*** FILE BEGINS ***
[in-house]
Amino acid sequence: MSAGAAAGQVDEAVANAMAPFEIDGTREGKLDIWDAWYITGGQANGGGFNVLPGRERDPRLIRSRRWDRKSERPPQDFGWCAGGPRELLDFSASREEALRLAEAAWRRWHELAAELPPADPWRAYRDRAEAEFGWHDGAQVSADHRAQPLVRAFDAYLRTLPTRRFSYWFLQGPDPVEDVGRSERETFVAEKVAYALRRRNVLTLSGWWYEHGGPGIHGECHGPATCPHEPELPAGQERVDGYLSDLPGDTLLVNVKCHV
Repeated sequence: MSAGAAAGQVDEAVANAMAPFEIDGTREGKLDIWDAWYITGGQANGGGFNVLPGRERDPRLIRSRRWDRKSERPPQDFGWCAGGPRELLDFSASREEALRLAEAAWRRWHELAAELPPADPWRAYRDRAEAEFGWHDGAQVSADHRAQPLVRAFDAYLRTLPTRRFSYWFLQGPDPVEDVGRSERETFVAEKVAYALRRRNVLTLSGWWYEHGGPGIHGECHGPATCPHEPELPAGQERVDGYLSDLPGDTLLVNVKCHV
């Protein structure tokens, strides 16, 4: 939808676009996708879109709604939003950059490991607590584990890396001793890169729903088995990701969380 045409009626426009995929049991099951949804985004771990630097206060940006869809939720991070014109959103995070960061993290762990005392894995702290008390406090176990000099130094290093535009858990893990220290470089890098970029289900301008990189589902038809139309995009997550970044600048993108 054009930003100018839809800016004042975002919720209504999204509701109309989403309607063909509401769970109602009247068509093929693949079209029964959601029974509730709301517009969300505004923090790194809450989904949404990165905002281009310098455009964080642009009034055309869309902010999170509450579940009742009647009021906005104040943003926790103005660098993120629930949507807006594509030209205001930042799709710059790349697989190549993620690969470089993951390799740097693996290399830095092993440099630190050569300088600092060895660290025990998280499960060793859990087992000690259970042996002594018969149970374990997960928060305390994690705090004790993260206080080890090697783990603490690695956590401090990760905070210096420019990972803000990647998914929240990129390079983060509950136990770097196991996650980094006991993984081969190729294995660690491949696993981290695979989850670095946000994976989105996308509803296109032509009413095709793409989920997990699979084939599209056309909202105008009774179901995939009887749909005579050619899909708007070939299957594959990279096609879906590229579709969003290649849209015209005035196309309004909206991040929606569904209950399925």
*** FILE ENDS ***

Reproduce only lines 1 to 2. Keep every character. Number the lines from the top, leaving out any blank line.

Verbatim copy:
[in-house]
Amino acid sequence: MSAGAAAGQVDEAVANAMAPFEIDGTREGKLDIWDAWYITGGQANGGGFNVLPGRERDPRLIRSRRWDRKSERPPQDFGWCAGGPRELLDFSASREEALRLAEAAWRRWHELAAELPPADPWRAYRDRAEAEFGWHDGAQVSADHRAQPLVRAFDAYLRTLPTRRFSYWFLQGPDPVEDVGRSERETFVAEKVAYALRRRNVLTLSGWWYEHGGPGIHGECHGPATCPHEPELPAGQERVDGYLSDLPGDTLLVNVKCHV